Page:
Kreiz eyes prize, weighs risky buys

New Endemol topper isn't tipping his hand

Will Ynon Kreiz, the new head of global entertainment powerhouse Endemol, end up with a stake in U.K. terrestrial broadcaster ITV? Launch the next “Desperate Housewives”? Or even merge the company with archrival FremantleMedia?

For Kreiz, a one-time windsurfing instructor who took over at Endemol in May, the sky’s the limit as he seeks to mastermind a growth strategy in exacting circumstances.

“Ynon is a man who likes taking risks,” opines an industry insider. “And so far, all the indications are that he intends to develop Endemol along quite different lines to the days when its stock-in-trade was low-risk reality and gameshow formats.”

Two of Kreiz’s key appointments speak volumes of the new direction the former Fox Kids Europe topper wants to take Endemol.

In August, Kreiz poached one of Disney’s most senior European executives, Tom Toumazis, to spearhead a fresh emphasis on distribution, including third-party activity, in the newly created role of chief commercial officer.

This, plus indications from Endemol that in the future it wants to devote more energy to scripted shows, rather than focus entirely on fare like “Big Brother” and “Deal or No Deal,” suggest the lines along which Kreiz is thinking.

Toumazis was the man who brought “Desperate Housewives” and “Lost” to Europe, negotiating record prices from broadcasters, so watch this space.

“We have a very successful global drama business,” says an Endemol spokesman, “but there are opportunities for growth.”

Kreiz’s other big hire is Adam Valkin, recruited as global head of digital media with a mandate to build and acquire new digital businesses.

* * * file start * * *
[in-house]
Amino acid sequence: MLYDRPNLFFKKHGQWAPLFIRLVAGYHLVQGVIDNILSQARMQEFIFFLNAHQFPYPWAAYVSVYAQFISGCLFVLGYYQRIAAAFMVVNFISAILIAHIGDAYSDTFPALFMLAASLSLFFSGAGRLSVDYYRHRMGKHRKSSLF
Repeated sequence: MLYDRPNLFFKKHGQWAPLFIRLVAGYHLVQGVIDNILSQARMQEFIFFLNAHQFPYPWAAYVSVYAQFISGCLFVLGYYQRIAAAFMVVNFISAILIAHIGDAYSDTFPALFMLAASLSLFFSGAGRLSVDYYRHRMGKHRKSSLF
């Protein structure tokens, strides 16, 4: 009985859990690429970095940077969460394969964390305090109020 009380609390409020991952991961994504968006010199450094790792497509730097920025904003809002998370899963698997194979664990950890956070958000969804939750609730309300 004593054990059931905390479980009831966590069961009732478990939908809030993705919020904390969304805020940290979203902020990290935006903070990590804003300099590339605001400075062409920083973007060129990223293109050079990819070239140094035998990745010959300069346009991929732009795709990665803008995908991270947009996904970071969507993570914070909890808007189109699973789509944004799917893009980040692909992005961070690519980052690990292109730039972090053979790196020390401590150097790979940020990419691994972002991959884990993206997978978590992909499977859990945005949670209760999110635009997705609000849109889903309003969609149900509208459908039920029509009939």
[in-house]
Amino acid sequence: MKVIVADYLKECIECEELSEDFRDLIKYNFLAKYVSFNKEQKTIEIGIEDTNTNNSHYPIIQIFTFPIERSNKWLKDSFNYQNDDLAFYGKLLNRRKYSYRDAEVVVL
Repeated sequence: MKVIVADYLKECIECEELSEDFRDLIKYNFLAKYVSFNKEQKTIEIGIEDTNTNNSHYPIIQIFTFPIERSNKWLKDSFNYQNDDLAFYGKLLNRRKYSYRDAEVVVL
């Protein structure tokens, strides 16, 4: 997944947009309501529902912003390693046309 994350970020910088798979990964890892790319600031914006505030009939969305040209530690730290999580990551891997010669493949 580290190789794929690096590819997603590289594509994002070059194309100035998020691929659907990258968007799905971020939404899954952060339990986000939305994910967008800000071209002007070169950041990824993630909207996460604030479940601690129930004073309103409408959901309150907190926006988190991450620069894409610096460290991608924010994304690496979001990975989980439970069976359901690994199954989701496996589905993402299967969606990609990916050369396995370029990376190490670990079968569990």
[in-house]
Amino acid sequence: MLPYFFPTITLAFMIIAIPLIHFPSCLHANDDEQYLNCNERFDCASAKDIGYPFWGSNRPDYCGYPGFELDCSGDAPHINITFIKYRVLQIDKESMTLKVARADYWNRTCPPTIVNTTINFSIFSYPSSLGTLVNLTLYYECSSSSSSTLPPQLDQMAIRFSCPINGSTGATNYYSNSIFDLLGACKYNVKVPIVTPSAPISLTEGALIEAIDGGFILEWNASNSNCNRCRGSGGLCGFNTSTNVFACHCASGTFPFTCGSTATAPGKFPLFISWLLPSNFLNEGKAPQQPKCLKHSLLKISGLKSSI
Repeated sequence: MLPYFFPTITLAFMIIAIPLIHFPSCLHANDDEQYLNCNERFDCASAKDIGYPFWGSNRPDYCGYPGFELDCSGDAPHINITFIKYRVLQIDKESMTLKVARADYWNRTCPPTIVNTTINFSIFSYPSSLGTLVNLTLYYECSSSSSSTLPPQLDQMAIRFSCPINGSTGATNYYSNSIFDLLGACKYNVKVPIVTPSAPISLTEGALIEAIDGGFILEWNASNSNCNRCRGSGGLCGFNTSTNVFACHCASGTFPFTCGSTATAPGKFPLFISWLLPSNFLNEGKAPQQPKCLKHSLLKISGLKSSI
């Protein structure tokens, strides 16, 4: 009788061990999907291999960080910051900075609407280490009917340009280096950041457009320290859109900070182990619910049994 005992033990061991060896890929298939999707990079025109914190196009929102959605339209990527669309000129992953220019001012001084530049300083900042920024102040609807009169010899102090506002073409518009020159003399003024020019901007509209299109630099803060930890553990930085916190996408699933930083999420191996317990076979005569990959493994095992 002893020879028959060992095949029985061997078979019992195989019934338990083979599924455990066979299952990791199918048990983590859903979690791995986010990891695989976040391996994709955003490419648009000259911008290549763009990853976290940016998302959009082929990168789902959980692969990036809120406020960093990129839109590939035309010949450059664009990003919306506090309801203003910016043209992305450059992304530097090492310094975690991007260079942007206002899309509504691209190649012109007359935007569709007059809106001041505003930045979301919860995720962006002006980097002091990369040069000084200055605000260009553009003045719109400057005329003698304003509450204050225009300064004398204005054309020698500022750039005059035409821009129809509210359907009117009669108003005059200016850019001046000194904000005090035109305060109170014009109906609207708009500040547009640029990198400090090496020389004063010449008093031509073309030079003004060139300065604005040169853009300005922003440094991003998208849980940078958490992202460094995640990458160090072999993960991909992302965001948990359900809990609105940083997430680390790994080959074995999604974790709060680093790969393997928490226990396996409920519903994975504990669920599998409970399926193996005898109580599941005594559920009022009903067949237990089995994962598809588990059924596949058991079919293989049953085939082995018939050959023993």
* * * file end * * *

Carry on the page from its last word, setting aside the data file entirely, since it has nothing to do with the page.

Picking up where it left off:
“Digital media is core to Endemol’s business and an area where we see very significant opportunities for growth,” Kreiz has said. But given the ambitions and demands of Endemol’s owners — Mediaset, the company’s original founder John de Mol and Goldman Sachs — Kreiz will be expected to pull at least one rabbit out of the hat.

Speculation has been rife that Endemol might be interested in acquiring ITV, the battling U.K. broadcaster whose stock price has plummeted in recent months.

But given the state of global financial markets it is hard to see how Endemol could raise the necessary coin. One possibility: Company might make a joint bid with another party or perhaps attempt to buy BSkyB’s stake in ITV, which U.K. regulators have said must be reduced.

“Ynon is definitely interested in ITV,” reckons an industry veteran. “If ITV was ever broken up its production business is something that might appeal to Endemol.”

However, common wisdom dictates that Kreiz not lose sight of Endemol’s core activity — ensuring that his creative teams come up with new hits.

There is little doubt that some of the fizz has evaporated from “Big Brother.” Australia’s Ten network jettisoned the show midway through its run last summer, while in Blighty ratings for the eviction program have dipped.

“For more than a decade now Endemol has been a pioneer of creativity,” Kreiz likes to say. Certainly this is true. The company’s catalogue boosts rights to more than 2,000 unscripted and 200 scripted formats, including some of the most successful entertainment shows of recent times.

But Fremantle shows like “The X Factor” and “The Apprentice” are hotter than “Big Brother” or “Deal or No Deal.”

However, Kreiz, a fitness fanatic and non-meat eater who once served in the Israeli army, is certain to give Endemol his all.

As Haim Saban, who hired him to run Fox Kids Europe, says: “Ynon is a very fast learner, a relentless hard-working person who never took no for an answer… Endemol is lucky to have him.”